Street care and cleaning
- Street cleaning
- Litter and dog waste bins
- Abandoned vehicles
- Voluntary surrender of derelict vehicle
- Dead animal removal
- Graffiti removal
- Fly posting
Under the Environment Protection Act 1990 the council is responsible for keeping the highway free of litter and debris. This is achieved by:
Scheduled litter picking of:
- 259 km of footpaths and alleyways per year
- 103 lay-bys every week
- 15,576 km of highways in built up areas per year
- rural areas four times per year
- urban areas daily to weekly
- residential areas as necessary
Scheduled sweeping of:
- 124 km of cycle tracks per year
- 13,361 km of highways in built up areas per year
- channelled rural and residential areas every 16 weeks
- channelled urban areas every 4 weeks
If you would like information about when a road is due to be swept, please contact our Waste and Recycling team.
If you would like to be involved with a litter pick or spring clean in your area please contact your Parish Council or Residents Association.
Problems regarding road surface, drainage, verge maintenance, road signs and lighting maintenance should be referred to West Sussex County Highways .
- the provision and emptying of over 220 dog waste bins and 650 litter bins
Chichester District Council is working in partnership with Sussex Police for the prompt removal of abandoned vehicles. The partnership, called Operation Crackdown uses Police powers under The Road Traffic Act 1984 to remove vehicles.
After the Police have confirmed the vehicle is abandoned, the council requests the removal of the vehicle, either for immediate destruction or storage for seven days. The council also sends a letter to the registered keeper of the vehicle advising them of the action taken.
Report an abandoned vehicle
To report an abandoned vehicle please visit the Operation Crackdown website.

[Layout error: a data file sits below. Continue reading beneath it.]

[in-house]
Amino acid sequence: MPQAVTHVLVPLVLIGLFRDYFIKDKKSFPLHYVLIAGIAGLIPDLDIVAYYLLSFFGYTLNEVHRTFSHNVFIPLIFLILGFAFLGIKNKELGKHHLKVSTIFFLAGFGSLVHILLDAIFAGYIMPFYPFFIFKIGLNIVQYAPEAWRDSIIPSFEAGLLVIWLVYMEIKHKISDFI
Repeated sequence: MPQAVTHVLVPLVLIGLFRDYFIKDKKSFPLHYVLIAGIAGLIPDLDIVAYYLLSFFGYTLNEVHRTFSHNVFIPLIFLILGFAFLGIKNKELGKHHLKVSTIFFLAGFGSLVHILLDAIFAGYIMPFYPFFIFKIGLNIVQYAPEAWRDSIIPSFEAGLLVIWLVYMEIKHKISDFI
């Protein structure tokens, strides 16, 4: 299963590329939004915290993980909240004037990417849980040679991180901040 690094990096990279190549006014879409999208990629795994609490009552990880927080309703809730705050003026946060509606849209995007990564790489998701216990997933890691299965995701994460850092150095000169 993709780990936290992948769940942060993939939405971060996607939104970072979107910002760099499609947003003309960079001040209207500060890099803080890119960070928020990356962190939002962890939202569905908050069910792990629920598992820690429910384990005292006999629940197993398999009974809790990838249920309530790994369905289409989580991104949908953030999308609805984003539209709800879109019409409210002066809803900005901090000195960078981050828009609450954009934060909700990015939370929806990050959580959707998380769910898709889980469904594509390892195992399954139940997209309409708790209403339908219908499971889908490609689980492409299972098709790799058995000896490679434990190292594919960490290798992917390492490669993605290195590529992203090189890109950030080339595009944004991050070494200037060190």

Please contact the Abandoned Vehicle Office for more information and advice on this procedure:
The council is responsible for the removal of dead animals from the public highway as a result of road kill.
Graffiti is a form of vandalism. The official term used by the police for graffiti or vandalism is criminal damage: Vandalism in the British Crime Survey ranges from arson to graffiti. Cases where there is nuisance only (e.g. letting down car tyres) are not included.
Contrary to popular belief crimes such as criminal damage and graffiti are not victimless (crimes). Damage to buildings and property is both unsightly and costly to remove. If left unchecked it can ultimately affect business and tourism and send visible signals of decay to the local community.
Chichester District Council is working with a private company to remove all graffiti from public areas as quickly as possible.
If you are a victim of graffiti or see some in a public place please contact Graffiti Solutions.
Fly posting of material such as posters and advertising is illegal and makes areas look uncared for. You can use this form to report fly posting wherever it occurs.